About This System
    • This system of play, developed by David Norman of the U.K., is intended to accelerate the arrival of the end-game, such that the entire range of play, from opening to mid-game to end-game, can be experienced in a compressed timeframe.
    • The system rewards end-game play in the same way that the standard rules do. If players are successful in preventing the leader from growing and are successful in preventing a non-leader from overtaking the leader and reaching the victory threshold, a draw can result.
    • Like the European C-Diplo system, the objective is to become the single largest power on the board at the proper time. Like the standard rules, if every player is prevented from claiming a victory, all of the players who survive the attempt share equal credit for the draw.
    • Like all tournament systems, this system chooses to preserve some part of the standard terminating conditions and modify other parts to ensure that the game can be played in the time allotted. Some systems choose to modify the rule that all draws must include survivors by allowing players to vote themselves out of a draw, and/or to be voted out by a sufficient number of opposed supply centers. Other systems choose to modify the rule that the game must end in a solo or a draw, instead assigning ranks to the players by their supply center count after a specific game-year. The ARMADA system chooses to preserve the "draws include all survivors" rule and simply take a different approach to fitting the game to the time available.
    • Players should be aware that (as in C-Diplo and systems in which surviving players can be voted out of a draw by the vote of a sufficient number of opposed centers) this system does take away some of the strategy of stalemate lines. For example, in a normal game, England could set up the Gibraltar stalemate line and guarantee a place in the draw as long as no other player reached 18 centers. Here at the Regatta, however, an opponent could claim a victory with a smaller number of centers, which would make the English stalemate line useless.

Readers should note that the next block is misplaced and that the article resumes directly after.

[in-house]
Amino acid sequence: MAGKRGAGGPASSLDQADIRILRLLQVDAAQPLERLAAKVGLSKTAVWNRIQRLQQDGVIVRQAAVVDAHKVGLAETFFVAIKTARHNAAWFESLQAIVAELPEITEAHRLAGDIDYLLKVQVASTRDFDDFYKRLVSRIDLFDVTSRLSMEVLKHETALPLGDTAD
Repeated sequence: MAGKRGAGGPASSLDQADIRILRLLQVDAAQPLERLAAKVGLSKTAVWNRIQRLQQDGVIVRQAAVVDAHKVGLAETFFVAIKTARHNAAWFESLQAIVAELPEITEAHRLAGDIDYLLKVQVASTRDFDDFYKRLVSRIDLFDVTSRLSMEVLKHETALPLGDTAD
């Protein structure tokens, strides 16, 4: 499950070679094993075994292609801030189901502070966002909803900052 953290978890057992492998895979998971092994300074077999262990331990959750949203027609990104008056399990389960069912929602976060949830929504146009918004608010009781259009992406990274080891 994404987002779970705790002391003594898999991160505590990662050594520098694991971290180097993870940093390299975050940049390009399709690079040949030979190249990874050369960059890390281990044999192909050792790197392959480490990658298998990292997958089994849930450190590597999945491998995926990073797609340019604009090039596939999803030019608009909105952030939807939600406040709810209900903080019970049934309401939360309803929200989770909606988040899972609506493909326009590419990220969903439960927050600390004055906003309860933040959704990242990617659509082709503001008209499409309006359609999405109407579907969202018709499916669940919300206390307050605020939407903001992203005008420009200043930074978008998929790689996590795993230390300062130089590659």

3. Scoring System

    1. The following points will be awarded to each player after each game.
      • 104 points to a single victor
      •  80 points to a participant in a two-way draw
      •  56 points to a participant in a three-way draw
      •  40 points to a participant in a four-way draw
      •  32 points to a participant in a five-way draw
      •  24 points to a participant in a six-way draw
      •  16 points to a participant in a seven-way draw
      •   0 points to a player achieving any other result
    2. For each victory or draw result achieved by the player, a reduction is made to the point award based on the final game-year. The number of points subtracted from the score is determined by the table below:
      Game-Year: 190119021903190419051906 1907
      Game-Year Points 6.157.21

      Game-Year: 19081909191019111912 1913 1914
      Game-Year Points: 8.289.3610.4511.5512.66 13.78 14.91
      and in general, by the formula yrs + yrs × (yrs - 1) / 200 (where yrs is the number of game-years played).
    3. For each elimination, loss, or concession to another player, the "Game-Year" points (from the table above) are added to the player's score, according to the game-year in which the player's elimination, loss, or concession occurred.
    4. Players shall be ranked by total score at the conclusion of the tournament, with the player's single lowest score from among the four rounds of play not being considered in the total.
    5. Ties will be broken:
      1. in favor of the player with the highest score obtained in any game in which the tied players opposed each other.
      2. in favor of the player with the highest score considering all four rounds of play.
      3. in favor of the player whose highest single-game score is greater.
      4. in favor of the player whose second-highest single-game score is greater.
      5. in favor of the player for whom the average tournament game score of all of the opponents faced is highest.
      6. in favor of the player for whom the tournament is furthest from home.
      If a tie remains, the players will be declared tied.

    About This System
    • This scoring system, developed to complement the system of play at the Regatta, rewards players who succeed quickest while encouraging players to play a poor position as long as possible.
    • The point differentials are based on the average player game length at prior Regatta tournaments, which is between seven and eight game-years.

  4. Negotiation, Adjudication, and Deadlines

    1. Negotiation and submission of orders for a particular movement phase must be completed on or before the same time-of-day on all boards.
    2. The time remaining before orders must have been submitted for a particular movement phase will be visible throughout the tournament play area at all times on computer or projection screens.
    3. The time allowed for negotiations and order-writing before orders for a particular movement phase must be submitted is shown in the following table: